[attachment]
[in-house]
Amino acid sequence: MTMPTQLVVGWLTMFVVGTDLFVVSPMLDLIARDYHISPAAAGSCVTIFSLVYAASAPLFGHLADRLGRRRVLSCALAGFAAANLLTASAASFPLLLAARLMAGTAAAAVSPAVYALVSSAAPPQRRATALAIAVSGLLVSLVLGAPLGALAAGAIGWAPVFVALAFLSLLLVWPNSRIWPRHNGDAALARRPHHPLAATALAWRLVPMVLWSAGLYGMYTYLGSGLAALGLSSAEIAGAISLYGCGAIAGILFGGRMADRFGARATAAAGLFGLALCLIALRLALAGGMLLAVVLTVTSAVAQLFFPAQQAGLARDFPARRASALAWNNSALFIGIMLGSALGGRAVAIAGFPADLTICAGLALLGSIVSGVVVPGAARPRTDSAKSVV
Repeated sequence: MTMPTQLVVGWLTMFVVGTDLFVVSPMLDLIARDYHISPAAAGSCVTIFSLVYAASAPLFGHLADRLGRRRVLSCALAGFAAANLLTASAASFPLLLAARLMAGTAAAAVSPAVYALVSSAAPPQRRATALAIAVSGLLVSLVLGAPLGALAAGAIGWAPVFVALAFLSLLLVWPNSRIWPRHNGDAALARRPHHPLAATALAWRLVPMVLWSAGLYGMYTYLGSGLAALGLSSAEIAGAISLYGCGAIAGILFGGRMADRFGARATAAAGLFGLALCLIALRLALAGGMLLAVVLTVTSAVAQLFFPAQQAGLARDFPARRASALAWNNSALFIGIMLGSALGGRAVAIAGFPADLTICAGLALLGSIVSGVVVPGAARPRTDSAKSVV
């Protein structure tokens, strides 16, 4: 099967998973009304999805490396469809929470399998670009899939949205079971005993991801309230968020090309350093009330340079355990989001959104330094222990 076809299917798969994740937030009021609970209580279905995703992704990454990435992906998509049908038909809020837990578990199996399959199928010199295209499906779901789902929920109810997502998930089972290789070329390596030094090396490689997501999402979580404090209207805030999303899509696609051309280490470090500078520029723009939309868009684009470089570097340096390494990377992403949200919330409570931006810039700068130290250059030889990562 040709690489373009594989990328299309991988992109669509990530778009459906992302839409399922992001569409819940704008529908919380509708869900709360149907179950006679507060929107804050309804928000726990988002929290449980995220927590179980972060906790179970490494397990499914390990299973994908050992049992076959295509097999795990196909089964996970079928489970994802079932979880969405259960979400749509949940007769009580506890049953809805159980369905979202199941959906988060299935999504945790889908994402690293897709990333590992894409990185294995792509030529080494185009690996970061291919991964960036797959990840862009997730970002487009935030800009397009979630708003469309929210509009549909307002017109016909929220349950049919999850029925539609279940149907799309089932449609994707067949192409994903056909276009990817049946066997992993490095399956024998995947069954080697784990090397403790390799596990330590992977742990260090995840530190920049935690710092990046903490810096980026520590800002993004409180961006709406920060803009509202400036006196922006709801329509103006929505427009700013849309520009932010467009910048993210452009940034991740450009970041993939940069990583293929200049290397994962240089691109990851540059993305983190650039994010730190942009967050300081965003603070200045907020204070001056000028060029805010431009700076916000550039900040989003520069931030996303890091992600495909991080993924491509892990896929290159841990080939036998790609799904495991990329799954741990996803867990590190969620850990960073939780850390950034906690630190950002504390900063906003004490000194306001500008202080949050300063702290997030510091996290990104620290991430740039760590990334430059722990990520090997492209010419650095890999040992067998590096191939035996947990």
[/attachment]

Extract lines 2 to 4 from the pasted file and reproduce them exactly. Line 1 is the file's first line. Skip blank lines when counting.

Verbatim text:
Amino acid sequence: MTMPTQLVVGWLTMFVVGTDLFVVSPMLDLIARDYHISPAAAGSCVTIFSLVYAASAPLFGHLADRLGRRRVLSCALAGFAAANLLTASAASFPLLLAARLMAGTAAAAVSPAVYALVSSAAPPQRRATALAIAVSGLLVSLVLGAPLGALAAGAIGWAPVFVALAFLSLLLVWPNSRIWPRHNGDAALARRPHHPLAATALAWRLVPMVLWSAGLYGMYTYLGSGLAALGLSSAEIAGAISLYGCGAIAGILFGGRMADRFGARATAAAGLFGLALCLIALRLALAGGMLLAVVLTVTSAVAQLFFPAQQAGLARDFPARRASALAWNNSALFIGIMLGSALGGRAVAIAGFPADLTICAGLALLGSIVSGVVVPGAARPRTDSAKSVV
Repeated sequence: MTMPTQLVVGWLTMFVVGTDLFVVSPMLDLIARDYHISPAAAGSCVTIFSLVYAASAPLFGHLADRLGRRRVLSCALAGFAAANLLTASAASFPLLLAARLMAGTAAAAVSPAVYALVSSAAPPQRRATALAIAVSGLLVSLVLGAPLGALAAGAIGWAPVFVALAFLSLLLVWPNSRIWPRHNGDAALARRPHHPLAATALAWRLVPMVLWSAGLYGMYTYLGSGLAALGLSSAEIAGAISLYGCGAIAGILFGGRMADRFGARATAAAGLFGLALCLIALRLALAGGMLLAVVLTVTSAVAQLFFPAQQAGLARDFPARRASALAWNNSALFIGIMLGSALGGRAVAIAGFPADLTICAGLALLGSIVSGVVVPGAARPRTDSAKSVV
């Protein structure tokens, strides 16, 4: 099967998973009304999805490396469809929470399998670009899939949205079971005993991801309230968020090309350093009330340079355990989001959104330094222990 076809299917798969994740937030009021609970209580279905995703992704990454990435992906998509049908038909809020837990578990199996399959199928010199295209499906779901789902929920109810997502998930089972290789070329390596030094090396490689997501999402979580404090209207805030999303899509696609051309280490470090500078520029723009939309868009684009470089570097340096390494990377992403949200919330409570931006810039700068130290250059030889990562 040709690489373009594989990328299309991988992109669509990530778009459906992302839409399922992001569409819940704008529908919380509708869900709360149907179950006679507060929107804050309804928000726990988002929290449980995220927590179980972060906790179970490494397990499914390990299973994908050992049992076959295509097999795990196909089964996970079928489970994802079932979880969405259960979400749509949940007769009580506890049953809805159980369905979202199941959906988060299935999504945790889908994402690293897709990333590992894409990185294995792509030529080494185009690996970061291919991964960036797959990840862009997730970002487009935030800009397009979630708003469309929210509009549909307002017109016909929220349950049919999850029925539609279940149907799309089932449609994707067949192409994903056909276009990817049946066997992993490095399956024998995947069954080697784990090397403790390799596990330590992977742990260090995840530190920049935690710092990046903490810096980026520590800002993004409180961006709406920060803009509202400036006196922006709801329509103006929505427009700013849309520009932010467009910048993210452009940034991740450009970041993939940069990583293929200049290397994962240089691109990851540059993305983190650039994010730190942009967050300081965003603070200045907020204070001056000028060029805010431009700076916000550039900040989003520069931030996303890091992600495909991080993924491509892990896929290159841990080939036998790609799904495991990329799954741990996803867990590190969620850990960073939780850390950034906690630190950002504390900063906003004490000194306001500008202080949050300063702290997030510091996290990104620290991430740039760590990334430059722990990520090997492209010419650095890999040992067998590096191939035996947990």